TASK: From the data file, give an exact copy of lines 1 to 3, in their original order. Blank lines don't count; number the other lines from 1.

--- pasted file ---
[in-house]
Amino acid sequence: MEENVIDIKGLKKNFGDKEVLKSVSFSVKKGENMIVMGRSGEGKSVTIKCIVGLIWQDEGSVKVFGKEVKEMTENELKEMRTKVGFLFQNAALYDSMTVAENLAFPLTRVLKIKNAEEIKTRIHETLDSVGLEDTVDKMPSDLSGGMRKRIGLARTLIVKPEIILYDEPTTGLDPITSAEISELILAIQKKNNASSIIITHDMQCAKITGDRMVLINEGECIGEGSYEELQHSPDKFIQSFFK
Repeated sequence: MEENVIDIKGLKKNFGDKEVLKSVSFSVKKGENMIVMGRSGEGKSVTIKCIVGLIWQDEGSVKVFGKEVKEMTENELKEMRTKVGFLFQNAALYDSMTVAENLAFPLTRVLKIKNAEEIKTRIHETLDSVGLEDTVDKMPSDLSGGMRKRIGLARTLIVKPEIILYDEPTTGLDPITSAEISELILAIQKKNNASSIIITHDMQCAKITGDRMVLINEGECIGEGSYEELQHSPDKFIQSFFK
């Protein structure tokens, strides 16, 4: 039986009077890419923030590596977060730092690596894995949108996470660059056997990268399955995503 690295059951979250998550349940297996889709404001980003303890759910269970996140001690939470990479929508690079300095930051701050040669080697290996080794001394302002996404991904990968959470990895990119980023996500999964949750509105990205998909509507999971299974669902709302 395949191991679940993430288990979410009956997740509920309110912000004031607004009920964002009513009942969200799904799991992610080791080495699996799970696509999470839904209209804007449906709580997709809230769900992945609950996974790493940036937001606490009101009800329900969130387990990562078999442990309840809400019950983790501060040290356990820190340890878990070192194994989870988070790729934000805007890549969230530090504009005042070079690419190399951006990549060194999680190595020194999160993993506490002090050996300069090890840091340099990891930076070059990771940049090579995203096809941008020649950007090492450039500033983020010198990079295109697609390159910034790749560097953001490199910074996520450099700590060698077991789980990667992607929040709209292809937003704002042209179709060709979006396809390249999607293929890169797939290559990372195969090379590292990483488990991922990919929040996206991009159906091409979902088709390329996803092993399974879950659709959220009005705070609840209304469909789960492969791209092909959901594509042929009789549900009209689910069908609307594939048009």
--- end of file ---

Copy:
[in-house]
Amino acid sequence: MEENVIDIKGLKKNFGDKEVLKSVSFSVKKGENMIVMGRSGEGKSVTIKCIVGLIWQDEGSVKVFGKEVKEMTENELKEMRTKVGFLFQNAALYDSMTVAENLAFPLTRVLKIKNAEEIKTRIHETLDSVGLEDTVDKMPSDLSGGMRKRIGLARTLIVKPEIILYDEPTTGLDPITSAEISELILAIQKKNNASSIIITHDMQCAKITGDRMVLINEGECIGEGSYEELQHSPDKFIQSFFK
Repeated sequence: MEENVIDIKGLKKNFGDKEVLKSVSFSVKKGENMIVMGRSGEGKSVTIKCIVGLIWQDEGSVKVFGKEVKEMTENELKEMRTKVGFLFQNAALYDSMTVAENLAFPLTRVLKIKNAEEIKTRIHETLDSVGLEDTVDKMPSDLSGGMRKRIGLARTLIVKPEIILYDEPTTGLDPITSAEISELILAIQKKNNASSIIITHDMQCAKITGDRMVLINEGECIGEGSYEELQHSPDKFIQSFFK